Smallest Ever Weld Trailing Shield®

Published Jun 3, 2016
Weld Trailing Shields - HFT
Weld Trailing Shields® – effectively long gas cups fixed onto and dragged along behind the welding torch (photo: HFT)

When welding titanium using the GTAW/TIG process, the gas shield from the welding torch needs extending for protection from oxidation and for productivity. Although welders will use a larger than normal gas cup to provide a big surface area of protection, this still limits the speed at which they can move the welding torch.

To provide additional surface protection and in order to weld faster, Huntingdon Fusion Techniques HFT® manufacture a range of Weld Trailing Shields®, effectively long gas cups fixed onto and dragged along behind the welding torch, which ensures the weld remains under an argon gas shield until the metal has cooled below its oxidation temperature.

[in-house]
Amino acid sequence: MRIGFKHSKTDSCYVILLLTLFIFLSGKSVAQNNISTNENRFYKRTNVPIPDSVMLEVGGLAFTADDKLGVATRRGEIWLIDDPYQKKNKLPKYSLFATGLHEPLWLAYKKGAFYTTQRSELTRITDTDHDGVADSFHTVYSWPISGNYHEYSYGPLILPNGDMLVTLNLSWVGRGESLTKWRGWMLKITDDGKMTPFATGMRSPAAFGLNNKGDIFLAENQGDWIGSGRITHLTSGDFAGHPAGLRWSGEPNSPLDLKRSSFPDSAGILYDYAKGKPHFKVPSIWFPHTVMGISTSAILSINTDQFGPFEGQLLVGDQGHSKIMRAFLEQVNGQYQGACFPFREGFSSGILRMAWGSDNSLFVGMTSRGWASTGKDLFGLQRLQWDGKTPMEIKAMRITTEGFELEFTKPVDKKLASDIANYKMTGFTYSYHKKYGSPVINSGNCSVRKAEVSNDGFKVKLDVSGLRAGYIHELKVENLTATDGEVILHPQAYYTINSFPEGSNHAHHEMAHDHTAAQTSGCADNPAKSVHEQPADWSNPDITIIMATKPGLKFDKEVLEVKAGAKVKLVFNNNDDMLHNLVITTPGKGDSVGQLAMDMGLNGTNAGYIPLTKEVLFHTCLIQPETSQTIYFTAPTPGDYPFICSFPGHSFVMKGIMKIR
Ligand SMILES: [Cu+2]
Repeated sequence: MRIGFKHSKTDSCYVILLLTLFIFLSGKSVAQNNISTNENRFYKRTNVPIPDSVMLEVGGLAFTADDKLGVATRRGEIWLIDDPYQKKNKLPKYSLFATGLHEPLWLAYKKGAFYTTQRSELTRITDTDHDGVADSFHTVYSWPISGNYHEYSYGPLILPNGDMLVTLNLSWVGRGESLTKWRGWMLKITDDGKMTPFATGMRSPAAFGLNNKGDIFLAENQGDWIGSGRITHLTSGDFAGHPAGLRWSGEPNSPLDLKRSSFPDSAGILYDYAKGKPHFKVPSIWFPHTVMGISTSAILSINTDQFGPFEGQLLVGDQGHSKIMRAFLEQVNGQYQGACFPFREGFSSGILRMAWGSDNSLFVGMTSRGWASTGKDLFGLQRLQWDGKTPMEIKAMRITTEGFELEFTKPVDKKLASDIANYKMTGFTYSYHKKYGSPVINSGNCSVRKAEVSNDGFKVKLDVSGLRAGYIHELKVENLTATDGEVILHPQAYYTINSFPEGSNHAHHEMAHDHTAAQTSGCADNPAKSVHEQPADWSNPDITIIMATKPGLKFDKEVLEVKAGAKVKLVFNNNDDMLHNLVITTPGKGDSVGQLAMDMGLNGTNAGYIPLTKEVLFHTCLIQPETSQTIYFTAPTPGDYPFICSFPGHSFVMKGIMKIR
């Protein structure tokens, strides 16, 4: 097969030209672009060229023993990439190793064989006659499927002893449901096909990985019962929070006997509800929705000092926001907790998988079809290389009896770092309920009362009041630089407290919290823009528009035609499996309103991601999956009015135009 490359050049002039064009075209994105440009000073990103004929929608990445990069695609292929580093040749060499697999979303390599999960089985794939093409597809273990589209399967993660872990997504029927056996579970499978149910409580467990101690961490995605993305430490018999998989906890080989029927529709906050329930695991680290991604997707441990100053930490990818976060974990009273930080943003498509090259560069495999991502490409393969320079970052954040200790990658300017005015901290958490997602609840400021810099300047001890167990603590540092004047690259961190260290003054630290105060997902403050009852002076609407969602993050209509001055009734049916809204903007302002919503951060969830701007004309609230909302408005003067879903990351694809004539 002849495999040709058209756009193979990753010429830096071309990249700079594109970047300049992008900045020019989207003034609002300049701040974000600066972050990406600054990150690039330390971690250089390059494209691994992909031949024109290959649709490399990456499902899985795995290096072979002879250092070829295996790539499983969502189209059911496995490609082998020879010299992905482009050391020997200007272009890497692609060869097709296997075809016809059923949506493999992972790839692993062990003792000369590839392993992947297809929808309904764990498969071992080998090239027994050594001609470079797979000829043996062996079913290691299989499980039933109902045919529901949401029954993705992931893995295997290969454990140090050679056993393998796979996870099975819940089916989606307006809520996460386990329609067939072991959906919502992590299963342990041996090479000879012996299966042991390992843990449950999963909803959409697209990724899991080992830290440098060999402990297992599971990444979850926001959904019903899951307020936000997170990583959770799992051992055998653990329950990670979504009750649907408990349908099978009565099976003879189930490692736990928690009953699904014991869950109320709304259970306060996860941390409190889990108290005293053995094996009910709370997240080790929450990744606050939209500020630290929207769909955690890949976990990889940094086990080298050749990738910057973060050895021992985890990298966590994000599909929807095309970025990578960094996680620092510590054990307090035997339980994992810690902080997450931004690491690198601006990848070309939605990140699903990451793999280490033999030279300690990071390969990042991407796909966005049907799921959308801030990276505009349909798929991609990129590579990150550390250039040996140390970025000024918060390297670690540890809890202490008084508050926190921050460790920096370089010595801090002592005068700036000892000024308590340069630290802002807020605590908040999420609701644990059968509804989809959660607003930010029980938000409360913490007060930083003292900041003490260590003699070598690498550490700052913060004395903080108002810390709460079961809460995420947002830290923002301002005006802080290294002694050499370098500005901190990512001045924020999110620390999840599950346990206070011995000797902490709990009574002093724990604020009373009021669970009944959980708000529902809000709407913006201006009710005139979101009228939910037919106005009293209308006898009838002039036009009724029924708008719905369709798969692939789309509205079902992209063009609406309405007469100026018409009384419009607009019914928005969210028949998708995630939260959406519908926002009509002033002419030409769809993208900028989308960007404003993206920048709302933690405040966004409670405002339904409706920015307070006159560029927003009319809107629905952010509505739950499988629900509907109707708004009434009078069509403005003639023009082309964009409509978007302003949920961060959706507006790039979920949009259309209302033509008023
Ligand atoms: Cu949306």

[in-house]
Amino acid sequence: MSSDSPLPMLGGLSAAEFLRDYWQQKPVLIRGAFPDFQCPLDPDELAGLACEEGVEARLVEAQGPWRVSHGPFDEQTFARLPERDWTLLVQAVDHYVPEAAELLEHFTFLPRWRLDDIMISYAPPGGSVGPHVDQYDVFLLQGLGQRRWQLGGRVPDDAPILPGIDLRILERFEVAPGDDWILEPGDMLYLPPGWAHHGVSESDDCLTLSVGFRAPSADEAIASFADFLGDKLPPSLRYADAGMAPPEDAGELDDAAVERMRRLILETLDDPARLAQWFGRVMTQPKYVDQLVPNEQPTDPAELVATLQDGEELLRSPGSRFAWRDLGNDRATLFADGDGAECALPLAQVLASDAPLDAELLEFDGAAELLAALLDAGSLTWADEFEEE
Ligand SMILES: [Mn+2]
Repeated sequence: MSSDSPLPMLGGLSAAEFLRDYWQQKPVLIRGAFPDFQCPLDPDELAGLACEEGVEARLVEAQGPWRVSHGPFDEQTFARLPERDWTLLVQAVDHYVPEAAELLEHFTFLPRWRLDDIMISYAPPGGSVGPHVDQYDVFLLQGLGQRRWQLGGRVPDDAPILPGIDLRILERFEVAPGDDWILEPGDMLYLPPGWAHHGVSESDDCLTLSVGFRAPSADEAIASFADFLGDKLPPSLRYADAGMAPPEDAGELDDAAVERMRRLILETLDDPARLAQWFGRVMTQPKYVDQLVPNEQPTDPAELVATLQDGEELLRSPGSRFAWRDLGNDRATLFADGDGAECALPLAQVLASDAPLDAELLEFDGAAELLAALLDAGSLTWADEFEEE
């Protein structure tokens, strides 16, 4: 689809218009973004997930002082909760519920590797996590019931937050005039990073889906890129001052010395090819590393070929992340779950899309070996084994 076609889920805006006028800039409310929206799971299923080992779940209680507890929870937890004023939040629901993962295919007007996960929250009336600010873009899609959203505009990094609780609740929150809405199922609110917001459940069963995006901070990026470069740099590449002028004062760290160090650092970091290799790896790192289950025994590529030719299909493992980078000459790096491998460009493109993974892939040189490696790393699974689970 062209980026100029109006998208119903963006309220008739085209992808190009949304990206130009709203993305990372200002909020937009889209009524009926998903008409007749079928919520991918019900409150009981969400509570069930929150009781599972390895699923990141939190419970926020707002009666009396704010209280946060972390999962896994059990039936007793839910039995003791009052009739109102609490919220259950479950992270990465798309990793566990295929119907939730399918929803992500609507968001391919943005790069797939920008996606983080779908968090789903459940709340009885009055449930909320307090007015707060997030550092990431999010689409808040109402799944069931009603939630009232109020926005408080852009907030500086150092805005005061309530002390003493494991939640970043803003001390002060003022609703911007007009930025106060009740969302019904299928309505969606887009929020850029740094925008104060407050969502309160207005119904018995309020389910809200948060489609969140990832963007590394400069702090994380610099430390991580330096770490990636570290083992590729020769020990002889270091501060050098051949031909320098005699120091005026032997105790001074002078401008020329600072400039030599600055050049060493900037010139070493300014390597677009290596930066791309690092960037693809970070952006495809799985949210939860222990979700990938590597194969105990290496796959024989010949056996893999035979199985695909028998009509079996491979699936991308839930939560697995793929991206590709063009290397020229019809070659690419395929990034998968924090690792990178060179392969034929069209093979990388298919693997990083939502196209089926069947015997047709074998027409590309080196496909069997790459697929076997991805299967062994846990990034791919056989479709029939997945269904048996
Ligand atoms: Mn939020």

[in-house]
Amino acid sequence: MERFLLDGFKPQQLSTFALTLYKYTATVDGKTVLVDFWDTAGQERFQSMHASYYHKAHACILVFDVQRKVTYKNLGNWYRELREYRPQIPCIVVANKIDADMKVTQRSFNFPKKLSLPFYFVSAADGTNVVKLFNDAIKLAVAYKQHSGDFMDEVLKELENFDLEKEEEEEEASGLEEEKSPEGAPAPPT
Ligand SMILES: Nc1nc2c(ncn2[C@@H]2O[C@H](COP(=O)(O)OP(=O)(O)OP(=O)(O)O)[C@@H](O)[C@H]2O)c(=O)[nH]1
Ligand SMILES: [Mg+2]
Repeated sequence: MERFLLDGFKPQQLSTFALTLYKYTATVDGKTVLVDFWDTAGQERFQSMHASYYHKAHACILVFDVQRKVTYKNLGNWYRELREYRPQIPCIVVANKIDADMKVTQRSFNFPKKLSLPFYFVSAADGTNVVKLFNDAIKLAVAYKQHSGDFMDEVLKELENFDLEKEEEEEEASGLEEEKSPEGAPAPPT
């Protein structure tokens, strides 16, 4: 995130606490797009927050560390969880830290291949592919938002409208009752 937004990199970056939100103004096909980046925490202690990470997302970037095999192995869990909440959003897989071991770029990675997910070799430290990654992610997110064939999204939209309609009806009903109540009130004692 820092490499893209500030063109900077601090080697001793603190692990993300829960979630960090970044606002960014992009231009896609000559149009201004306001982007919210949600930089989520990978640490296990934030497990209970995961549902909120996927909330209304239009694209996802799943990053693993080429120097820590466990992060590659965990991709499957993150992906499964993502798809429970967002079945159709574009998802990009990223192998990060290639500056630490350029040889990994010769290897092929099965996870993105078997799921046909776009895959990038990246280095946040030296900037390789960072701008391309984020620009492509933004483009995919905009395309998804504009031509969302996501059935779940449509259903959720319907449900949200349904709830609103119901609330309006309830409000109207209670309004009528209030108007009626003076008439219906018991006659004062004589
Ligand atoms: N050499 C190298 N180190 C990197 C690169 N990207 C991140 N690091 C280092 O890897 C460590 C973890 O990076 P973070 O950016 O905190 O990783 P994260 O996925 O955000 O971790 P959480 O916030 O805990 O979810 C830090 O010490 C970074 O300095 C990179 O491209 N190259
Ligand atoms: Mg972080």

Ron Sewell, Chairman for HFT® says, “Professionally manufactured Weld Trailing Shields® are usually around 100 – 150 mm long as standard, with specials for automatic welding being as long as 450 mm, although many applications require smaller Weld Trailing Shields®.

With the lack of commercially available small Weld Trailing Shields®, users have been required to fabricate their own using innovative methods, however HFT® have now designed and developed the smallest Weld Trailing Shield® available at only 40 mm long.”

These lightweight devices simply attach to all standard manual or automatic TIG/GTAW and Plasma/PAW welding torches and will at least double the area being shielded as well as allowing access to tiny spaces.

For manual welding, the welder finds that with this low cost tool, there is no difficulty in dragging it along the surface being welded. One further benefit is that it carries the welding torch at 90o to the weld.

With automatic welding machines it is possible to raise the welding speed dramatically and enjoy the major benefits of automatic welding. Weld Trailing Shields® are also manufactured in flat format for sheet metal welding.

Tags: Huntingdon Fusion Techniques


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